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Tribunal hears whistleblower's partner withdrew statement about his behaviour

The tribunal is looking at interactions between An Garda Síochána, Tusla and Garda Harrison.

Garda Keith Harrison with his partner Marissa Simms arriving at the Disclosures Tribunal in Dublin Castle.
Garda Keith Harrison with his partner Marissa Simms arriving at the Disclosures Tribunal in Dublin Castle.
Image: Leah Farrell/

THE CHARLETON TRIBUNAL has heard details of a statement made by the partner of garda whistleblower Keith Harrison outlining his obsessive and irrational behaviour.

The statement made by Marissa Simms in October 2013 outlined how whistleblower Garda Harrison would persistently phone and text her “asking me where I was or who I was with”. The statement was withdrawn in early 2014.

The tribunal is looking at interactions between An Garda Síochána, Tusla and Garda Harrison.

Simms withdrew the statement three months later, saying she was put under pressure to make it.

Inspector Goretti Sheridan told the tribunal today that Simms came to the garda station in Letterkenny and made the statement voluntarily.

“The phone calls and texts were still as persistent as ever but I think that as time went on, I became more accepting of it because I was used to it and didn’t see it as strange or obsessive,” Simms said in the statement.

The statement also outlined messages from other women which Simms found on Garda Harrison’s phone. The statement said he became “vile and aggressive verbally” when he was drinking.

“Since we moved into Woodbury House, there are at least three different occasions when Keith put me out of the house,” Simms said in her statement.

Inspector Goretti Sheridan told the tribunal that she did not know anything about Garda Harrison before she was transferred to Donegal in 2013, following her promotion to inspector.

Inspector Sheridan had by then been a garda for 20 years, all of which she spent stationed in Dublin.

The inspector said she first became aware of Garda Harrison in May 2013, when he was involved in a road traffic accident.

Later that year, as a result of a report from Sgt Jim Collins, she learned of a report from Paula McDermott that her sister, Marisa Simms, had been “verbally threatened” by her partner, Garda Harrison.

Inspector Sheridan said that after a discussion with Chief Superintendent Terry McGinn in one of the corridors in Letterkenny garda station, it was suggested she go to see Simms’ mother, Rita McDermott, who had previously spoken about Garda Harrison to Detective Sergeant David Durkin.

“We believed children were at risk, we believed it was appropriate to go out and see her mother and talk to her,” Inspector Sheridan said.

Inspector Sheridan said the visit to Rita McDermott was a cold call. “We just drove out to see if she was at home,” she said.

Sergeant Jim Collins, who had previously been stationed in the area, also travelled to Raphoe.

When Rita McDermott was not at home, they called to her mother’s house.

As they were turning near the house, they saw McDermott and her mother arriving. Asked if Rita McDermott seemed “flustered”, Inspector Sheridan said that she found her to be “fairly personable and chatty”.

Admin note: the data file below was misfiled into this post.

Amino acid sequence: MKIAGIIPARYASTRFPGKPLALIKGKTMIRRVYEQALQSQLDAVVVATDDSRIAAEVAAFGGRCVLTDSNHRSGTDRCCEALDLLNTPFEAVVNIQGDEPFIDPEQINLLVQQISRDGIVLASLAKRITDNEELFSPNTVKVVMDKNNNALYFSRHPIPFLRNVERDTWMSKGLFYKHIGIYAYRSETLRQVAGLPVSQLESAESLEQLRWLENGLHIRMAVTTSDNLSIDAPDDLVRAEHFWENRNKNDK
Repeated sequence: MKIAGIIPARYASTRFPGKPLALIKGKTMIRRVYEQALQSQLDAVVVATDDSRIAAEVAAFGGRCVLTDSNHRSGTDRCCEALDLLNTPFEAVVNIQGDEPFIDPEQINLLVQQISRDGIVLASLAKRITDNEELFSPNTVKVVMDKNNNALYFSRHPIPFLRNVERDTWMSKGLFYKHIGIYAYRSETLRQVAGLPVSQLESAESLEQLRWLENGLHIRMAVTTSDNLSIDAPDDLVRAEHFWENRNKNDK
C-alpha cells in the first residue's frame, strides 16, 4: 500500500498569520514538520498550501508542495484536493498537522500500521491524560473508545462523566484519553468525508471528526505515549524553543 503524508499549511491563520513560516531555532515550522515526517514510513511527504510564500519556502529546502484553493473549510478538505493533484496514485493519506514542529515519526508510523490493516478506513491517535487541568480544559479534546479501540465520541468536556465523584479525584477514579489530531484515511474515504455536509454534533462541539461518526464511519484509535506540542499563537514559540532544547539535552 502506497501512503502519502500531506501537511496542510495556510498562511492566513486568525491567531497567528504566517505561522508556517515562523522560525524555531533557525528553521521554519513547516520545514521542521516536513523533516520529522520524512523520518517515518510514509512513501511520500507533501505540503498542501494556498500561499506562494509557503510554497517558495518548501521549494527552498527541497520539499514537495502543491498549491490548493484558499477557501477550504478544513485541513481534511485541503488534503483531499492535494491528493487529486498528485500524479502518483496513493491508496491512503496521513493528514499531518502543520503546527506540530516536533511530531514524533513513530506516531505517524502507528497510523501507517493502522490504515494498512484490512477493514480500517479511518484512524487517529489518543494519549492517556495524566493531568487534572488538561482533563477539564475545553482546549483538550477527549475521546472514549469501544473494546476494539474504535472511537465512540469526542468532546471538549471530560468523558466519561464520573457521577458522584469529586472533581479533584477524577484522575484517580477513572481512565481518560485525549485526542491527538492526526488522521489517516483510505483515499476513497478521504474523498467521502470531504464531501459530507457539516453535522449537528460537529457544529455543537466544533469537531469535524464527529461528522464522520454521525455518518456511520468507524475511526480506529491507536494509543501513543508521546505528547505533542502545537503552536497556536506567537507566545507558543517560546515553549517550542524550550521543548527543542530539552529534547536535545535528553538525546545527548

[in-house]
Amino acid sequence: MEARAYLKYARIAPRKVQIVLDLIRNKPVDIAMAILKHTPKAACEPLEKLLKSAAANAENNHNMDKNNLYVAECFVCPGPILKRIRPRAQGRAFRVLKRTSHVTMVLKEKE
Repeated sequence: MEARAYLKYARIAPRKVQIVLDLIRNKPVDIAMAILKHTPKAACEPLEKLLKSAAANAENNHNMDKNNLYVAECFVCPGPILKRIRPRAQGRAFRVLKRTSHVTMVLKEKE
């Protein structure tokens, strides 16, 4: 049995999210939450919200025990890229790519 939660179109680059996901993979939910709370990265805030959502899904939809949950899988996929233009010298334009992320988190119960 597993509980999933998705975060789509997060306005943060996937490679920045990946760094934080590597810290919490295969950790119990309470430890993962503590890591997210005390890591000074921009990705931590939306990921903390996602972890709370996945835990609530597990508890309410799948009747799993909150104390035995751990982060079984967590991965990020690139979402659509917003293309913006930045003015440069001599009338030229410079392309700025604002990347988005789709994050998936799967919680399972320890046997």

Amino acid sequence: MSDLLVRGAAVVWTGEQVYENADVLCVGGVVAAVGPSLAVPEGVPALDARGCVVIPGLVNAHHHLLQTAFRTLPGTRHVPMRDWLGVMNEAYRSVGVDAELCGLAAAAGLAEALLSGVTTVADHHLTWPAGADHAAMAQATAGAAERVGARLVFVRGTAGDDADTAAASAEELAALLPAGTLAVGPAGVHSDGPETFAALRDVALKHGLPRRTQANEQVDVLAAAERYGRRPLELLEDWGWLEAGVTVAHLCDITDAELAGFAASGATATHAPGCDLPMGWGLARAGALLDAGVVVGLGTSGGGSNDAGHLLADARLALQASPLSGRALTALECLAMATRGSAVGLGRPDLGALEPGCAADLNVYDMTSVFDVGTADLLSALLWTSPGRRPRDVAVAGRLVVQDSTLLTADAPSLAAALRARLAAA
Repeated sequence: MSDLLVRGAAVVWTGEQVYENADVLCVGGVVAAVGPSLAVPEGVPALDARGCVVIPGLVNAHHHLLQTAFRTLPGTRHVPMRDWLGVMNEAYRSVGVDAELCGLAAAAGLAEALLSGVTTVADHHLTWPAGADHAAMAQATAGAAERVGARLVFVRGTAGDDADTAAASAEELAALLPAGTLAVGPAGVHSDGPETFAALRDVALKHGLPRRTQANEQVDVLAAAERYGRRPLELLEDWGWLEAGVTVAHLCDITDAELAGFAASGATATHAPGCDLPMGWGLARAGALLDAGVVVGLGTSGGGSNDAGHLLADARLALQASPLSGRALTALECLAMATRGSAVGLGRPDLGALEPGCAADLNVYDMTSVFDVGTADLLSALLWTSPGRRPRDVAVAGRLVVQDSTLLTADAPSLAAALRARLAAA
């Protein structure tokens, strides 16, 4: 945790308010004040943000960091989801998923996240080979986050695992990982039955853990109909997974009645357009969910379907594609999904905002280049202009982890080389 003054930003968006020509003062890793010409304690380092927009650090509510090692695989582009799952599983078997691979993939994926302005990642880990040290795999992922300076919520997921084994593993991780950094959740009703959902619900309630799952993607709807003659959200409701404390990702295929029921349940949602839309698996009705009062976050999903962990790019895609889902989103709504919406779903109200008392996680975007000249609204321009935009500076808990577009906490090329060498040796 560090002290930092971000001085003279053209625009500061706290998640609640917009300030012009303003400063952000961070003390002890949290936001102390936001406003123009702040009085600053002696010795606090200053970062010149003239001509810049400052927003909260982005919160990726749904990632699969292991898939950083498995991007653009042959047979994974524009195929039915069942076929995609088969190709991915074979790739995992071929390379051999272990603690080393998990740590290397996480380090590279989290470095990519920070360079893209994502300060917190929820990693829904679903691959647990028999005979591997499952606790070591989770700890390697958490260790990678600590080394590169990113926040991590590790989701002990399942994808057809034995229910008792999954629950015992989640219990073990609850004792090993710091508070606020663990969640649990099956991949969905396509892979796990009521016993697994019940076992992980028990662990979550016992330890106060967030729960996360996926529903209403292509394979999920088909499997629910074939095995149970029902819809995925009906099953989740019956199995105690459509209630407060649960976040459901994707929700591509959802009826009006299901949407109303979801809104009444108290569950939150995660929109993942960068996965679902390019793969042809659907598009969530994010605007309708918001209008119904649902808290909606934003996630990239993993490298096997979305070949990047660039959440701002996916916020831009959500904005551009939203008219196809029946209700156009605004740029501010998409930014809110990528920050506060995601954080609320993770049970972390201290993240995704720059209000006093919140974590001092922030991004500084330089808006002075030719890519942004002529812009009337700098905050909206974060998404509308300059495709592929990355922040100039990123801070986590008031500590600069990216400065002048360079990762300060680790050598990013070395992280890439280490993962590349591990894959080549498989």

“We went in and the first thing was she put on a kettle,” Inspector Sheridan said.

McDermott made a statement outlining how she had been told of threats allegedly made by Garda Harrison. The inspector gave Mrs McDermott her number to forward to Marisa Simms.

The inspector said that McDermott said Garda Harrison had “anger management issues” related to drinking.

Simms called the inspector the following day, which was also the day before a wedding.

“Marisa did inform me that she had issues with Keith and she was willing to make a statement,” Inspector Sheridan said.

The following day, Marisa Simms attended her sister’s wedding, where she was a bridesmaid. The day after the wedding, she arranged that she would call to Letterkenny garda station on Sunday 6 October, where she made her statement.

Inspector Sheridan said she wished that there had been a video or audio recording of the taking of the statement from Simms, and if there had, she would not have had to come to the tribunal.

Inspector Sheridan the words in the statement were “absolutely 100 per cent” those of Simms.

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“Everything that is in that statement is a true reflection of what she had told us,” Inspector Sheridan said.


The statement was withdrawn in early 2014.

In the January 2014 statement, Ms Simms said: “I want to say that everything I told them on October 6, 2013 and that recorded in the statement is true.”

“These things did happen and I was honest in what I told them at the time,” the statement said.

“Today, January 11, I wish to inform you that I not longer want to pursue a complaint about Keith Harrison. I wish to withdraw the statement I made on October 6.”

Inspector Sheridan said it was not true that she had a pre-prepared statement for Ms Simms.

The Inspector also said it was “totally incorrect” that she told Ms Simms to “think of her children” when told that Ms Simms wanted to withdraw her statement.

“Marisa is a lovely girl and I have no doubt she is a good mother so I have no concern of her as a mother,” Inspector Sheridan said.

In an email to Chief Supt Terry McGinn and other officers in 2014, Inspector Sheridan said that Ms Simms and Garda Harrison had got back together at Christmas and were “giving it another go”.

Inspector Sheridan told the tribunal that a conference in October 2013 had considered what to do in relation to the complaint received from Ms Simms.

There was a debate about referring the statement to GSOC, and whether this would be done under Section 85 or Section 102 of the Garda Síochána Act.

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Gerard Cunningham

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